This Industry Is Waaaaay Over Saturated

Posted on February 24, 2012 by


We need a thinning of the herd– something that occurs naturally in Nature, but doesn’t seem to happen in the music industry.

This was not an extremely busy week, yet I received:
+47 EPKs, press releases, links to artist pitches from publicists (46 of which I do not know and never heard of, so I probably should have said “publicists”)
+314 links to music or videos from artists directly via email, Facebook, and Twitter +18 requests to mentor someone
+4 job resumes even though I’m not looking to hire anyone, nor do I need interns
+1 offer to help me with my company in exchange for industry knowledge and experience (smarter approach than begging for a job as an intern)
+3 offers to give me 50% if I get them a record deal (are you fucking stupid???? Did you even research to know that I have built a career “protecting” artists from doing stupid deals?)
+4 complaints from artists about labels or managers they signed to and now want their freedom because they realize they signed fucked up deals. These involve labels or managers I’ve never heard of, which mean local bullshit “companies” that aren’t real companies that have had any track record of success in the music industry (someone PLEASE explain to me why an artist would sign to someone with no music success!!!)
+1 second hand complaint from a friend at a magazine who knows of an artist who got jerked by a known label owned by a rapper who’s no longer hot. This group now wants their freedom because they realize they signed a fucked up deal. This also isn’t a real company with any track record of success in the music industry–but is a label “owned” by a famous rapper made successful by a major label. They don’t even have a distribution deal for their “label.” So the group signed when they thought they could jump on the famous rapper’s bandwagon…and now that his career has cooled, they want out.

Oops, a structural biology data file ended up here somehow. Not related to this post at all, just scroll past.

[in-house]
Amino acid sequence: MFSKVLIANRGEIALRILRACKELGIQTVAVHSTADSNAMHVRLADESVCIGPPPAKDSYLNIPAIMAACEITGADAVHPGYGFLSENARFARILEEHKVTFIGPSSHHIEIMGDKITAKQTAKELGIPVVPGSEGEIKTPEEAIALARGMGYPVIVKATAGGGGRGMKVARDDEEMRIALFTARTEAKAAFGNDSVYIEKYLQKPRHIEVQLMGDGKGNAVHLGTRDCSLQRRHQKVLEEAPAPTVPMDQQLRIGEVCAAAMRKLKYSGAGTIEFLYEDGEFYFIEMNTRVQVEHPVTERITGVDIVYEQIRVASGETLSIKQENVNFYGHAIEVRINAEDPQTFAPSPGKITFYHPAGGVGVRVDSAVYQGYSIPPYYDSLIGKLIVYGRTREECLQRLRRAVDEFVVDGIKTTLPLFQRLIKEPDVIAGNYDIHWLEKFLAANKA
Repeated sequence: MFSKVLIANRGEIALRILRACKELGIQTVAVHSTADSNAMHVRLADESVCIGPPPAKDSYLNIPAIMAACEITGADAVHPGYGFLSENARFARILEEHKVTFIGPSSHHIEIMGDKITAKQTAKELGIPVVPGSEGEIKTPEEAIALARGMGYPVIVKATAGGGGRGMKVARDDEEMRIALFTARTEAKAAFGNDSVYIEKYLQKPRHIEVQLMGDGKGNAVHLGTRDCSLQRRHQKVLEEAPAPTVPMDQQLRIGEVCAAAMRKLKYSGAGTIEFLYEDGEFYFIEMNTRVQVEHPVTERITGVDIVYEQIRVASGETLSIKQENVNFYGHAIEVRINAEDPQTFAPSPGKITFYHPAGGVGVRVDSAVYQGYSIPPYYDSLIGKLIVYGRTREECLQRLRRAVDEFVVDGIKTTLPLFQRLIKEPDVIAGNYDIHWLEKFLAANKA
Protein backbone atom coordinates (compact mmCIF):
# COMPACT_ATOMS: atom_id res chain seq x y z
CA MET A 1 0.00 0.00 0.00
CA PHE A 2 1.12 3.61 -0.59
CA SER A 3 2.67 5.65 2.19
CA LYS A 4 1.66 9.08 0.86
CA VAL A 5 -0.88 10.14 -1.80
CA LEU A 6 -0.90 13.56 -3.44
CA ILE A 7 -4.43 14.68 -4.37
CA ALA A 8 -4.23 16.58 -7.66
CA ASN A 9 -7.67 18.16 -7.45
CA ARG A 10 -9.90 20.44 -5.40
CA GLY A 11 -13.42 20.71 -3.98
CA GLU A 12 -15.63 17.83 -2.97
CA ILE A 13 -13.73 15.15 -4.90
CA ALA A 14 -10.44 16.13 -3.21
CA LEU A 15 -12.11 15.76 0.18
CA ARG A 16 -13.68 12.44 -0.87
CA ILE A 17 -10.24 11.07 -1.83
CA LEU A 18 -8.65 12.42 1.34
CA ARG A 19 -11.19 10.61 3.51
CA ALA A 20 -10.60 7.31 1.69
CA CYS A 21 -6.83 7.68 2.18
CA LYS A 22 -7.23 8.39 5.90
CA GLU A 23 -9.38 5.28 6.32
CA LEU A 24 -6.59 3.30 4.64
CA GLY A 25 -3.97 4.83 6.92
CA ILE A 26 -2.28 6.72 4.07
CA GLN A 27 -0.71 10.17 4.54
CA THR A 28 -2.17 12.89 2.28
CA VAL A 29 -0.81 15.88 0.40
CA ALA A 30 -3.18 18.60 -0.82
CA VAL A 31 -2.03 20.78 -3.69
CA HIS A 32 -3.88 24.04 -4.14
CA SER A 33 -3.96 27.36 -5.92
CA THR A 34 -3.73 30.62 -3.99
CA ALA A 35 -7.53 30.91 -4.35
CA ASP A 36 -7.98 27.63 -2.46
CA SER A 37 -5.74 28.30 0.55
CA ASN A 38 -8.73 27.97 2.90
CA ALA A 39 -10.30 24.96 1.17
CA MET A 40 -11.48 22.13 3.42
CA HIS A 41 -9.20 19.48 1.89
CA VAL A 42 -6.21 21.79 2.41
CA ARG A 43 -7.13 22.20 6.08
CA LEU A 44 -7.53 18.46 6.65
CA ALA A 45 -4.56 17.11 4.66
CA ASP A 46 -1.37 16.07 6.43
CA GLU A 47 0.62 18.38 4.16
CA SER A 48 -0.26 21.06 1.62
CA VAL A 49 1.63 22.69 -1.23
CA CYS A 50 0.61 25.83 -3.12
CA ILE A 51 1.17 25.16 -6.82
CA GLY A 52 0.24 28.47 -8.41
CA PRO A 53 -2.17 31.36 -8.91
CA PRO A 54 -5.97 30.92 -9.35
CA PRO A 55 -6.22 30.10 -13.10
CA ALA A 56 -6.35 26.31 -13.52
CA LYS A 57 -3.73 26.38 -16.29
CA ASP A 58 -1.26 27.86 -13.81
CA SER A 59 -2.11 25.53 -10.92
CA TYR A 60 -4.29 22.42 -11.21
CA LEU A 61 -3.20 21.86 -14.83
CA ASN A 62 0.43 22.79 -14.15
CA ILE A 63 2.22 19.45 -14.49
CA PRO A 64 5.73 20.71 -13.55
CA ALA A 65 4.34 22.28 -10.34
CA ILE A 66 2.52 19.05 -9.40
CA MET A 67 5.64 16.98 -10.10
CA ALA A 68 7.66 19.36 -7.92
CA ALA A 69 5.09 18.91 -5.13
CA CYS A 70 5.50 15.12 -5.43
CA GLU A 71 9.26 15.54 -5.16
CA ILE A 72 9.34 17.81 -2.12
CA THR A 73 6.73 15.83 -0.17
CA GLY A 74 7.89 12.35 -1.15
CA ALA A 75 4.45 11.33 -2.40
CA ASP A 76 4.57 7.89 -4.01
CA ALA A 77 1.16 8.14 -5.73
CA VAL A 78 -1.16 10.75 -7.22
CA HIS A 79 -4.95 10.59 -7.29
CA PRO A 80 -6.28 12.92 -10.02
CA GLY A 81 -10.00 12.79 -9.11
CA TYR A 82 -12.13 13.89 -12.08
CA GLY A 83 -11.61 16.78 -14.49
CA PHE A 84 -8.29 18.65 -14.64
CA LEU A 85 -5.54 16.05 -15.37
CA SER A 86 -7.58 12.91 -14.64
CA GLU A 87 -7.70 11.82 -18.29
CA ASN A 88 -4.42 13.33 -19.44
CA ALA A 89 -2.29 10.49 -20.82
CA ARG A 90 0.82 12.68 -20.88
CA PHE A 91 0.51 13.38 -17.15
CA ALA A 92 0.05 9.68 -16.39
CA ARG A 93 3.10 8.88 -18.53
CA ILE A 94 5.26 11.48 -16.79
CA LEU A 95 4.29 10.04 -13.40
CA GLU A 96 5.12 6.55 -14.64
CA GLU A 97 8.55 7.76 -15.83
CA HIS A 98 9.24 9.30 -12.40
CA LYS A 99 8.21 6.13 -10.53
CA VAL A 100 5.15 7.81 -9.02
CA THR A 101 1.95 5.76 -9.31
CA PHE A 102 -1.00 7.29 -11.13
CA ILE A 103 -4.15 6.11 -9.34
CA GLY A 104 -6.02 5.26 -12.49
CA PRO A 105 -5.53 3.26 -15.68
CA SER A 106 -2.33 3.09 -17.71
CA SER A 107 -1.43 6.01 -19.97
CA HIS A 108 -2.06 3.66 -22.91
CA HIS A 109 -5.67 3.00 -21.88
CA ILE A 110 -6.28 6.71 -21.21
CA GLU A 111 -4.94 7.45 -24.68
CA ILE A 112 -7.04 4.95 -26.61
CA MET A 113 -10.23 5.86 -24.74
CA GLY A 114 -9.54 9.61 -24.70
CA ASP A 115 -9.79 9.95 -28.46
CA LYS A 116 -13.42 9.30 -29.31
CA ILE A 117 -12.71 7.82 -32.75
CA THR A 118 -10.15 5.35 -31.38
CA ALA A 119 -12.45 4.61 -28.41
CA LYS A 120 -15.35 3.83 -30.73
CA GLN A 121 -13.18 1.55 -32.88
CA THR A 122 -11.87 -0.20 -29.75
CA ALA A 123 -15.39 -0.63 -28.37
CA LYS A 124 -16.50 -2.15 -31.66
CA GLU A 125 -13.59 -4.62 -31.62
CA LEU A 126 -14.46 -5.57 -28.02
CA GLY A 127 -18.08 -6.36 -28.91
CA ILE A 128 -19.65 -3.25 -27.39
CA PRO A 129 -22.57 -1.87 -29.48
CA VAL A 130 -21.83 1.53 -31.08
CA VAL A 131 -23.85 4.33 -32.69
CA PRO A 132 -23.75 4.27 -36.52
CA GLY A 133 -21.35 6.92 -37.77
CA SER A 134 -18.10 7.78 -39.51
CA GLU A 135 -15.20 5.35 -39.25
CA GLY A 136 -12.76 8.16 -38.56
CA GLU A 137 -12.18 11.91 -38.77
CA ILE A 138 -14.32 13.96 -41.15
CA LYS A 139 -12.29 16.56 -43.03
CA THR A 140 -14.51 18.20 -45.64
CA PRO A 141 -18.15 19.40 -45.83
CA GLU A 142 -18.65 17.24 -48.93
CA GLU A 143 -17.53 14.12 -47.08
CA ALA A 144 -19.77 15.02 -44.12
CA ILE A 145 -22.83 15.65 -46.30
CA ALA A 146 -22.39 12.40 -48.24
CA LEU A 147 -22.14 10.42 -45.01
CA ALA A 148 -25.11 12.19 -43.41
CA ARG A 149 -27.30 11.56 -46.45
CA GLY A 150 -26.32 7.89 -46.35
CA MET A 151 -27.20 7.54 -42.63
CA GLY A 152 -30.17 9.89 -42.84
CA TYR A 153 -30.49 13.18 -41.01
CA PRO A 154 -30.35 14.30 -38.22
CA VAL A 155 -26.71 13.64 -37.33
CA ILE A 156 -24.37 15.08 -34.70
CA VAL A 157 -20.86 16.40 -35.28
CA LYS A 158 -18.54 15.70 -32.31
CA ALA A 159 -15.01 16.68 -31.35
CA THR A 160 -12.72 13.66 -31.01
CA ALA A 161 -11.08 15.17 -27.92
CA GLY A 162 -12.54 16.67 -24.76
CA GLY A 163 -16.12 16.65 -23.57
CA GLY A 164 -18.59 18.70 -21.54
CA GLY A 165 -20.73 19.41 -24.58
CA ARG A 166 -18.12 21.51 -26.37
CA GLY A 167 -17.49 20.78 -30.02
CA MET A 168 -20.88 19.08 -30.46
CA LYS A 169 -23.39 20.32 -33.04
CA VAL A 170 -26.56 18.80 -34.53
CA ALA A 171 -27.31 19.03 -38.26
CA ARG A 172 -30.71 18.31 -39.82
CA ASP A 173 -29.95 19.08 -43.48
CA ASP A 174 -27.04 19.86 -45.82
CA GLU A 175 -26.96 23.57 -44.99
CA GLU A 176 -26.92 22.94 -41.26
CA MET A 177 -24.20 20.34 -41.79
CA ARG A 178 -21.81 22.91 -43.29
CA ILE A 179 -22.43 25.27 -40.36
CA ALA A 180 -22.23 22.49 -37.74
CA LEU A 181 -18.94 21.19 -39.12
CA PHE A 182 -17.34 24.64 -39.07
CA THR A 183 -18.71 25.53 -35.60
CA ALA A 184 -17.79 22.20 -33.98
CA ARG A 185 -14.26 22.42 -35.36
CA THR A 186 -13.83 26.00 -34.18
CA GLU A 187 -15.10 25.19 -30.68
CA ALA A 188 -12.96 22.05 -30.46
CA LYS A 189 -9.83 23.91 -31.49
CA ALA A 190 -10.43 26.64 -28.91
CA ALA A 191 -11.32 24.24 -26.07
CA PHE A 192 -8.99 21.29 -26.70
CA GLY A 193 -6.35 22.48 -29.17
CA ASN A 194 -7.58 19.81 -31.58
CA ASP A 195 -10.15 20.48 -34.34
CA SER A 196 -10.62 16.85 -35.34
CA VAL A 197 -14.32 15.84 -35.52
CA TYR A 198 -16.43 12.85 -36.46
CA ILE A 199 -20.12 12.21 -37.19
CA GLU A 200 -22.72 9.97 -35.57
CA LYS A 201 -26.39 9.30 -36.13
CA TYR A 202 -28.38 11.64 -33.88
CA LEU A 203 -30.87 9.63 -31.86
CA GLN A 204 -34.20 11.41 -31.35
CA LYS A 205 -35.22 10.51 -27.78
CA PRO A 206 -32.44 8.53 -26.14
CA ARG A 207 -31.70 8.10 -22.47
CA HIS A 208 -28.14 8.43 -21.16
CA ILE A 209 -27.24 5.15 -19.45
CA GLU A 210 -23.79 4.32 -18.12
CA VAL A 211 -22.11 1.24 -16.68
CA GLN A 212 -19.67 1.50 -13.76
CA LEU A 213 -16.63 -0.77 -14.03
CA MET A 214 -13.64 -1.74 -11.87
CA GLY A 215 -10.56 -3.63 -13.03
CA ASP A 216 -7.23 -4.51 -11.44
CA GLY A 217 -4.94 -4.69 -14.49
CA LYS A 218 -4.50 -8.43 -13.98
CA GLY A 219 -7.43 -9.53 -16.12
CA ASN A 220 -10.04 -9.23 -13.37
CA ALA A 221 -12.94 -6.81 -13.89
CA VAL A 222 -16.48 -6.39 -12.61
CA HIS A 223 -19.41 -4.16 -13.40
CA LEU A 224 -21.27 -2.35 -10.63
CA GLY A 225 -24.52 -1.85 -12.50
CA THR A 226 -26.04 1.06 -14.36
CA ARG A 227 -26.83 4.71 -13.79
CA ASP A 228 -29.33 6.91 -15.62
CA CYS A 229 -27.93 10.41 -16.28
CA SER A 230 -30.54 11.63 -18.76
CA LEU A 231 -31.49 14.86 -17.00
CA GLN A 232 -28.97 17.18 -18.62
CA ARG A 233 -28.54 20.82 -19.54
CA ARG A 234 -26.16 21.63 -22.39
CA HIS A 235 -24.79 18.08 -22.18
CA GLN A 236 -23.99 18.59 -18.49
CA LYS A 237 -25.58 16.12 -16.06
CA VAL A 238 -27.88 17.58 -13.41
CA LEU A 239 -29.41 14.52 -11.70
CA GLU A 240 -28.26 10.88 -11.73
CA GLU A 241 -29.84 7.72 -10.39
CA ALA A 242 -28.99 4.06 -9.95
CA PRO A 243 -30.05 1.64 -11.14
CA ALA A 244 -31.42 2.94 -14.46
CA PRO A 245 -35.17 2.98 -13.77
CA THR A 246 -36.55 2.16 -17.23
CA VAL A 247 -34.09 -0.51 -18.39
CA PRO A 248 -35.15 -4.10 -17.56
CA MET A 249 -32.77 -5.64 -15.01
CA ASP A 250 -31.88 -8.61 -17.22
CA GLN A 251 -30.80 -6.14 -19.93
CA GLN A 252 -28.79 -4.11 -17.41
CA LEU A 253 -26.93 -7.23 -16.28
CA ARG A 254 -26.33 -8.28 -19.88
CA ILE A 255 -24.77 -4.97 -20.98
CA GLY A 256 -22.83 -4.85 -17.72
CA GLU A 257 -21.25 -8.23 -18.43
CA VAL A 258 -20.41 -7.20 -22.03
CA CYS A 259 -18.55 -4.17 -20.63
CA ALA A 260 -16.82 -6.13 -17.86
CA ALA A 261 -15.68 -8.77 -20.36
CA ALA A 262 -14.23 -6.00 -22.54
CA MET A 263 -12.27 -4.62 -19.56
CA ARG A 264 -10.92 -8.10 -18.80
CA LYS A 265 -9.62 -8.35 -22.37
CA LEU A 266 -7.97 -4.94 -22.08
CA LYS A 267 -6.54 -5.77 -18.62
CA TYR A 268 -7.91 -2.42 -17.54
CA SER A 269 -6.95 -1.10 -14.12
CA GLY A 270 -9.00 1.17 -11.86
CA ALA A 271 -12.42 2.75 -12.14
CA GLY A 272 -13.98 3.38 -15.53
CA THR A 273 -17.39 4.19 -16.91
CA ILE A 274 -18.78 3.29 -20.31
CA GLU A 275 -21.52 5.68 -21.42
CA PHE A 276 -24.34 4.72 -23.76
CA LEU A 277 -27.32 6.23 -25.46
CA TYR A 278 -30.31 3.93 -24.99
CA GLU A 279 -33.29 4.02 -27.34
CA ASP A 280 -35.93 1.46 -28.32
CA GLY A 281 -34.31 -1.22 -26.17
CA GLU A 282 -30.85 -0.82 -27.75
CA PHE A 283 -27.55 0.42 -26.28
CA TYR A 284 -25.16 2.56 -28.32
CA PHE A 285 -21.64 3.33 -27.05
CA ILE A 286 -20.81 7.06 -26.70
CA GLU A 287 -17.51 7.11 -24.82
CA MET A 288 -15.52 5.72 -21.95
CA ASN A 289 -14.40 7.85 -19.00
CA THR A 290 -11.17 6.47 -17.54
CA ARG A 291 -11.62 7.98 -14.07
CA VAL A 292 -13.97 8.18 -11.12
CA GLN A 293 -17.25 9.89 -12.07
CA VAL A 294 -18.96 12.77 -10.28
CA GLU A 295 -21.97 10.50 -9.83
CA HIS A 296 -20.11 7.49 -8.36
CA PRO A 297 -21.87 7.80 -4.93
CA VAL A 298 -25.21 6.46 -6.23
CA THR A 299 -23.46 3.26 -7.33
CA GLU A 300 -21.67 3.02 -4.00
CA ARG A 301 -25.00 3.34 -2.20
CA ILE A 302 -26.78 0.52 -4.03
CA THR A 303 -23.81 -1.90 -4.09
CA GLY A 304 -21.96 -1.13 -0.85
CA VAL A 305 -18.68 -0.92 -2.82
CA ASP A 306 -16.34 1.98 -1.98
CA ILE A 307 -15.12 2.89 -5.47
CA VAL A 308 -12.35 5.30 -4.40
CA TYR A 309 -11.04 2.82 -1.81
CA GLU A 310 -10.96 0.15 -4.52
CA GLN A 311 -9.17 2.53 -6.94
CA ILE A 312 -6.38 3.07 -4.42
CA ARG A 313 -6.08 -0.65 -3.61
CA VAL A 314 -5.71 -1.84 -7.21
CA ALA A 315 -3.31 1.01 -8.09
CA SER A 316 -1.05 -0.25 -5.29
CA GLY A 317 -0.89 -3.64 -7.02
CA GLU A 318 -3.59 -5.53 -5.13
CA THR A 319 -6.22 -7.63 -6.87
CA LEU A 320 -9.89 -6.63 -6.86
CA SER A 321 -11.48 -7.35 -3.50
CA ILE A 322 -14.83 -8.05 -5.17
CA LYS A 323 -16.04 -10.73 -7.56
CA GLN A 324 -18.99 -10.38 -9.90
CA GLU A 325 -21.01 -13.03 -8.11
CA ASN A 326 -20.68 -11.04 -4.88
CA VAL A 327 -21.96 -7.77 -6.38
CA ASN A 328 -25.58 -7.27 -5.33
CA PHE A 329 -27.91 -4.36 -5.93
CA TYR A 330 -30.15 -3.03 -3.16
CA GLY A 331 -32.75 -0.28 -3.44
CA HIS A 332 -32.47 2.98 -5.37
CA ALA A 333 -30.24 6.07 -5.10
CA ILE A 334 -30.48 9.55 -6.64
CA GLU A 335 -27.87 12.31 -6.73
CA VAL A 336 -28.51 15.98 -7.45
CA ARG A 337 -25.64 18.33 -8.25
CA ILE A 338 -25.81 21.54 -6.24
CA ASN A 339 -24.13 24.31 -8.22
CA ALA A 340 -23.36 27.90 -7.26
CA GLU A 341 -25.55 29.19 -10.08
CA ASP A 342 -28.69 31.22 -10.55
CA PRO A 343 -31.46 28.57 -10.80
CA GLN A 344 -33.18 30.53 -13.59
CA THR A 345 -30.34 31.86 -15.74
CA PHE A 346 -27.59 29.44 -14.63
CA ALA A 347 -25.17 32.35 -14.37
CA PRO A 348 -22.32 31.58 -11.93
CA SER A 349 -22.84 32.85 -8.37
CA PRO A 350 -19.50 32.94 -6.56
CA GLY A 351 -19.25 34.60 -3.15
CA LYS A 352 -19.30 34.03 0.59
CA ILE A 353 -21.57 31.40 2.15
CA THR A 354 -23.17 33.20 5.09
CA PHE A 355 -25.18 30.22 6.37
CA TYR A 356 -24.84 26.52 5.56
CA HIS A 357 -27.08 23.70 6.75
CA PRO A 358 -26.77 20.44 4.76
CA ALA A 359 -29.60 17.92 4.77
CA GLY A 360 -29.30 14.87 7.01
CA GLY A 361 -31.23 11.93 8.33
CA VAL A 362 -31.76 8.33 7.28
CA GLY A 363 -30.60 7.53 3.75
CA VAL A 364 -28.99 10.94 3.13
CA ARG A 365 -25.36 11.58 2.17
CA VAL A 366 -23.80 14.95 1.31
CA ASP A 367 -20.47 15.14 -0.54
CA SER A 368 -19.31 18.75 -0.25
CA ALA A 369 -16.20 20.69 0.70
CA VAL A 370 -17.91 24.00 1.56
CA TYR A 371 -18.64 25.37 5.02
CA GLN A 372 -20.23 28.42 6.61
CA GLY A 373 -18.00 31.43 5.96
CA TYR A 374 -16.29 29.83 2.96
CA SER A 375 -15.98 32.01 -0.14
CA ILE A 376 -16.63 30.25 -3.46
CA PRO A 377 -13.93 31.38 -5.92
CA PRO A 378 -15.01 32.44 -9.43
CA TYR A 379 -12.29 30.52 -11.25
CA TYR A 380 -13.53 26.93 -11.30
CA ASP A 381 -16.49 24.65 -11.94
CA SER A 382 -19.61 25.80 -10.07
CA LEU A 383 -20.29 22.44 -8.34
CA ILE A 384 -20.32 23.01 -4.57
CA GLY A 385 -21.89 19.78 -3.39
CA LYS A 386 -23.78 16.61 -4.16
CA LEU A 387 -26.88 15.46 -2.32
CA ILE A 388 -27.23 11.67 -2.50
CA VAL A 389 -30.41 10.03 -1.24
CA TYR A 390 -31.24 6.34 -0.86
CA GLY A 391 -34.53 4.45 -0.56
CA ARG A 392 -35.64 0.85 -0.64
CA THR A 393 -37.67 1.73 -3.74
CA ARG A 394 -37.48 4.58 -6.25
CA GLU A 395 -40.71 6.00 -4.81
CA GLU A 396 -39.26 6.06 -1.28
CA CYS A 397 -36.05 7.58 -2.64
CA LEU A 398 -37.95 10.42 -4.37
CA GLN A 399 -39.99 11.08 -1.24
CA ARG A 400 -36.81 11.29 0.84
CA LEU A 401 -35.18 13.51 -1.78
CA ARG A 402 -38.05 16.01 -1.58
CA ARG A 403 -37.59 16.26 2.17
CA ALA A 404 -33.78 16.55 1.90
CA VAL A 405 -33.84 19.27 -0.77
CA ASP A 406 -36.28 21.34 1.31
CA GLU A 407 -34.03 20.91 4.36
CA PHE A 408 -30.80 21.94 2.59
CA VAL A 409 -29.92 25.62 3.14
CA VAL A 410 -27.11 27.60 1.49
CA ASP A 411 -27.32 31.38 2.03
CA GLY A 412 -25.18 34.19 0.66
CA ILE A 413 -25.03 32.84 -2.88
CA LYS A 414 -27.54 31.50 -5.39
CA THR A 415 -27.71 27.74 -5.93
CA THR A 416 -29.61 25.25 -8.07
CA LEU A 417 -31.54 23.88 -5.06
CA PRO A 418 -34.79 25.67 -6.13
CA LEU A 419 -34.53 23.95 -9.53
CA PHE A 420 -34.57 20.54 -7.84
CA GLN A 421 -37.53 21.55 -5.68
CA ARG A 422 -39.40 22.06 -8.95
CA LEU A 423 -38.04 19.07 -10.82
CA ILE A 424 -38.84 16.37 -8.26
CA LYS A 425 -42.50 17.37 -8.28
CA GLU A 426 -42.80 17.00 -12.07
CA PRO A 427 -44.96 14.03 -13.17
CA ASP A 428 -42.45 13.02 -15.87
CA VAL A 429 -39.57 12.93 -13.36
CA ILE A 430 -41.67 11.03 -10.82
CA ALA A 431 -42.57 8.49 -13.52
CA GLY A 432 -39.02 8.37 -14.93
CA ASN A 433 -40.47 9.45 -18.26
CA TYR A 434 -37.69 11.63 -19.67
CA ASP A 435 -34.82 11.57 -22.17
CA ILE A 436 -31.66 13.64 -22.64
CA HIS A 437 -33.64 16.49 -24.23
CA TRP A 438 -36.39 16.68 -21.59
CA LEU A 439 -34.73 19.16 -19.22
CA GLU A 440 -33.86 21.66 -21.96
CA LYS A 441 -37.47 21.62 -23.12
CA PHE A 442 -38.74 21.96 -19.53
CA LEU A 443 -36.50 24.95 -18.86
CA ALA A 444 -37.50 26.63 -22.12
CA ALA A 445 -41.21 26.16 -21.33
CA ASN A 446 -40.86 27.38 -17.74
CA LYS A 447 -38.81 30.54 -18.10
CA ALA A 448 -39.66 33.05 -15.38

+450 emails or tweets from rappers, producers, and singers asking me basic entry level questions or to “just listen” to their music (which I do not do). 4 mentioned having read my book, and the remainder asked me questions that ARE answered in my $6 book.
+98 email blasts of music from e-blast companies. I recognized 16 of the artists names who were blasted to me. +28 emails from producers trying to sell me beats.
+1 email from a close friend whose opinion I respect with his new artist’s first song (I listened immediately and it’s quite good).

So, I don’t write about artists, I don’t put artists on, I’m famous for telling folks to build a buzz and let me come to them, I don’t own a label so I can’t buy songs, tracks, or sign artists, and I don’t listen to or critique music–I haven’t for 15 or 20 years.

If I’M getting this much shit thrown at me, what are the bloggers, journalists, labels, and magazines getting? I stopped sending email newsletters because almost 20,000 of you signed up to receive more info, and I’m not spending that kind of money to email folks that won’t even be around a few months from now.

How are you going to stand out? If your answer is that your music is better than everyone else, you may as well go get a job today. You won’t make it in this business. Being better is not enough. It’s a great start, but just that…a start!

If you don’t learn HOW to succeed in the music industry, do you really believe you are lucky enough to Forrest Gump your way into a successful career when NO ONE on the Billboard Charts ever has?

Study those who got on before you and actually have experienced some success in their careers. How’d they get their deals?

Wendy Day
Rap Coalition
@RapCoalition (follow me on Twitter)

My newest eBook THE KNOWLEDGE TO SUCCEED: HOW TO GET A RECORD DEAL can be found at Amazon and iTunes. Click here:

“Who I am is who I want to be!”
“Everything you want is on the other side of fear.”

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